Thanks to the aforementioned Microsoft deal, every Oculus Rift comes with a wireless Xbox One controller. Then there's Oculus Touch, the Rift controllers that let you reach out into VR space, interact with objects and make gestures with your hands (you can point at something, for example). They were optional extras, but they enhance the experience so greatly that recommend picking up a pair. It seems Oculus agrees, as a new bundle with the Oculus Rift with the Touch controllers included is the flagship way to purchase a Rift headset.
At the end of the day, the Touch controllers make for a more immersive experience than the PS VR's wands.
Oculus Rift v PS VR: Games
There's plenty to get going with when it comes to PlayStation VR games so check out our best-of lists above. From Rez: Infinite to Star Trek: Bridge Crew to EVE: Valkyrie, there's already a good handful of "full" VR games out there to play.
Other notables include Resident Evil 7, which is playable start to finish in terrifying VR on the PS4 (sadly not the Oculus yet). We're seeing better multiplayer games emerge too, the aforementioned Star Trek game being one of - if not the - best examples, as it throws you onto the USS Aegis with up to three others and demands you all work together. Farpoint is a neat title for PS VR that makes use of the new Aim Controller for that immersive pew-pew authenticity.
One thing is for sure: PS VR is not hurting for a wide array of VR games. At E3 2017, we learned that it's getting VR versions of both Doom and Skyrim, alongside a whole bunch of new games designed specifically for Sony's VR tech. There's a first-person horror game called The Inpatient, and sword-wielding mouse buddy game Moss, sci-fi side-scroller Star Child, military shooter Bravo Team and, well, fishing game Final Fantasy: Monsters of the Deep. But see, a wide array of games from talented developers.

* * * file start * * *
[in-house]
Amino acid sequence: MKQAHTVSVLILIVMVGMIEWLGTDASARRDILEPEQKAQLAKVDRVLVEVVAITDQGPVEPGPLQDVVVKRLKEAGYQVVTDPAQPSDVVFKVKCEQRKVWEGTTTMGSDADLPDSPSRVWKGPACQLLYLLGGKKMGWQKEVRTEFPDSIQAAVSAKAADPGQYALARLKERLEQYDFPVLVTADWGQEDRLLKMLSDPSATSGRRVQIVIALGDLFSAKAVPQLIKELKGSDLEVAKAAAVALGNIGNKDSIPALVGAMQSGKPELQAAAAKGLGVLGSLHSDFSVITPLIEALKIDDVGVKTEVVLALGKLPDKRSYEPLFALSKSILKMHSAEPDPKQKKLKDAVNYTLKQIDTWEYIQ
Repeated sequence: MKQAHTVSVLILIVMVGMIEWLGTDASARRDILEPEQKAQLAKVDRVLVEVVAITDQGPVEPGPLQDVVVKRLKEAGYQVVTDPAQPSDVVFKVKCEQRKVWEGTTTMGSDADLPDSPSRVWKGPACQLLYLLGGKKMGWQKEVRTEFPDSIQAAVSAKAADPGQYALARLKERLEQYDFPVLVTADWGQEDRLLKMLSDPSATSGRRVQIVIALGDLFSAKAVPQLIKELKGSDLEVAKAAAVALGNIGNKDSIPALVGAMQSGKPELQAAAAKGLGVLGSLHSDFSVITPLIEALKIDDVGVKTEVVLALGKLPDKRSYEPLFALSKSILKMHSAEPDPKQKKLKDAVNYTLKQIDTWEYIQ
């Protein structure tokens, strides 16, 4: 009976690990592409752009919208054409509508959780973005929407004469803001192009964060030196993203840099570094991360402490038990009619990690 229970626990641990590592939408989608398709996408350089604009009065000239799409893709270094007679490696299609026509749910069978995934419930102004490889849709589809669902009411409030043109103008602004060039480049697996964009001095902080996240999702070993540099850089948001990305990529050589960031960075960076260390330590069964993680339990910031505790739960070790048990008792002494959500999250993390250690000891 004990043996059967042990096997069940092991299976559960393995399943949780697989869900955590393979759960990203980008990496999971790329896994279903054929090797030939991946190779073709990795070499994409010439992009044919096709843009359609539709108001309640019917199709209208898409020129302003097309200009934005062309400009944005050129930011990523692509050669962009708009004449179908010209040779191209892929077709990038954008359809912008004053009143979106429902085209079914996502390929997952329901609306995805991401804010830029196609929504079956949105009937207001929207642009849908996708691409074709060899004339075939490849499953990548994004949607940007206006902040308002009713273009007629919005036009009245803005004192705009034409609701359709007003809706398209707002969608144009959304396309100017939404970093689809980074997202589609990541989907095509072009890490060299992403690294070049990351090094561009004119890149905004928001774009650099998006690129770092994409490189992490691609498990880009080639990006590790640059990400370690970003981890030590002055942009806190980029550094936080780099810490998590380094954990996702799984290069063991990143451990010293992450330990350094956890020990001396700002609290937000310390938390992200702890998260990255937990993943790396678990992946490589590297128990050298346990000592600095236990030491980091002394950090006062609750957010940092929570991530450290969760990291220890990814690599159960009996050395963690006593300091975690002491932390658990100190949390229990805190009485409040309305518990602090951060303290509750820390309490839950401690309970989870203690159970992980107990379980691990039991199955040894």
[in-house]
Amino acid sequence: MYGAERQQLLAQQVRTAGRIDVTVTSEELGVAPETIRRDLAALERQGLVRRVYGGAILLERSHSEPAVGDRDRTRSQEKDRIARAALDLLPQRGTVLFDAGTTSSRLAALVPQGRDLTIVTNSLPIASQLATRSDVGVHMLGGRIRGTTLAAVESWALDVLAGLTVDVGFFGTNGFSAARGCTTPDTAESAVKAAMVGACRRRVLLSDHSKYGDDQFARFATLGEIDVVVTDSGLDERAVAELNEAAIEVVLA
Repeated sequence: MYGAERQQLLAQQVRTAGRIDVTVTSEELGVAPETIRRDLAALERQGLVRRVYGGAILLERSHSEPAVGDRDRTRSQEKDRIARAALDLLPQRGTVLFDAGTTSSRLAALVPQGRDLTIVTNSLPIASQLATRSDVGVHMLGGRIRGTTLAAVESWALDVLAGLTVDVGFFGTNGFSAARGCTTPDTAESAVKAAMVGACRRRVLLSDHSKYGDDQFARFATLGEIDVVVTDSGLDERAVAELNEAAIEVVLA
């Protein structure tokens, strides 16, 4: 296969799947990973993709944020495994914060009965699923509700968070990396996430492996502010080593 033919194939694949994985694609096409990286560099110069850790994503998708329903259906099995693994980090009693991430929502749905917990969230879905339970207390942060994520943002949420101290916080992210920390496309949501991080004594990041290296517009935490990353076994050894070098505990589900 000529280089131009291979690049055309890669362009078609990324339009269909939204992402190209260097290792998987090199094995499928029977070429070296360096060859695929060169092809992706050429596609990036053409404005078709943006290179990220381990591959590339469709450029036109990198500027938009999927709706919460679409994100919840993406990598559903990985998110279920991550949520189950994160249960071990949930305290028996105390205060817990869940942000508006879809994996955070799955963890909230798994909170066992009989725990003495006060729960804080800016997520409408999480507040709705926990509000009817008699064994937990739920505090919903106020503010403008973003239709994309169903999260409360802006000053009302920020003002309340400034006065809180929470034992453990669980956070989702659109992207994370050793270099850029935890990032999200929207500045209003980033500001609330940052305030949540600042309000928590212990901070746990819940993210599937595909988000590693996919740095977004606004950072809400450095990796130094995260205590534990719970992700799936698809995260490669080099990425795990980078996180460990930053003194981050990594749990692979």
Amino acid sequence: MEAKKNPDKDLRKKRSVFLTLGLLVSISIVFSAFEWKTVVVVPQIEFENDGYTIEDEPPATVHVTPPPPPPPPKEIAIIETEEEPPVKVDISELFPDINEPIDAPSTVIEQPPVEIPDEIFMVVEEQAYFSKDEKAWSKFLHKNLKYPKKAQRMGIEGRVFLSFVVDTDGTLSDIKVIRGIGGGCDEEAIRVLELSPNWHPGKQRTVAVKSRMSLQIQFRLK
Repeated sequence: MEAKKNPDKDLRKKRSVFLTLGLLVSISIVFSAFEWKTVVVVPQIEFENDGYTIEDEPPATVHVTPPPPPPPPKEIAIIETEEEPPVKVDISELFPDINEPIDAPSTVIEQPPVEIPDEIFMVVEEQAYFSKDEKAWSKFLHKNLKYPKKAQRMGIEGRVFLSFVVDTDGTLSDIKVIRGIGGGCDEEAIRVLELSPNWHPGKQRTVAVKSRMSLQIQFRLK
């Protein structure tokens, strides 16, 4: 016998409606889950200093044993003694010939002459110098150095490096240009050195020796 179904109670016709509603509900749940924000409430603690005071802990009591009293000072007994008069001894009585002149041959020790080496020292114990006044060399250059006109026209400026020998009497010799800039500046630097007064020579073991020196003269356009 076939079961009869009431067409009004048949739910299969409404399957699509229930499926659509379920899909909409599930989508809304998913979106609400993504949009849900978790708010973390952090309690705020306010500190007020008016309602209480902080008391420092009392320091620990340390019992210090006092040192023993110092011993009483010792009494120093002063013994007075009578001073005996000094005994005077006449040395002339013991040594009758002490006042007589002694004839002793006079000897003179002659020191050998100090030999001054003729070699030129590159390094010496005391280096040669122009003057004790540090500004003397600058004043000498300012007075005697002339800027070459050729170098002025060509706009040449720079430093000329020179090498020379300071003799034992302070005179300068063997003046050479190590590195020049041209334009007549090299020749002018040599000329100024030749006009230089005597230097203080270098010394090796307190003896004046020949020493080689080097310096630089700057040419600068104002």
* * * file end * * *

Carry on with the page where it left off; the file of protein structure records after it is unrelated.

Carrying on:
Meanwhile the PC is brimming with Oculus Rift titles, whether they're new games, ports or fan-created modifications. Valve was among the first to ensure its games are Rift ready, and the hugely popular Minecraft has been ported to Oculus Rift despite creator Markus Persson's disapproval of Facebook's buyout of the company.
The PC also has a well-established indie movement which could put the PlayStation's to shame: Oculus is investing a lot in indie game development and exclusives. What's more, you can play 2D Xbox One games in a 3D virtual theatre on the Rift - though, yes, likewise with PS VR's Cinematic mode.
The libraries for both systems are now a lot better. For what it's worth, one of our favorite VR games, Robo Recall, is only available on the Rift for now, but we hope it will make its way across to Sony territory some day. Sony might need to rethink its controllers before then, however.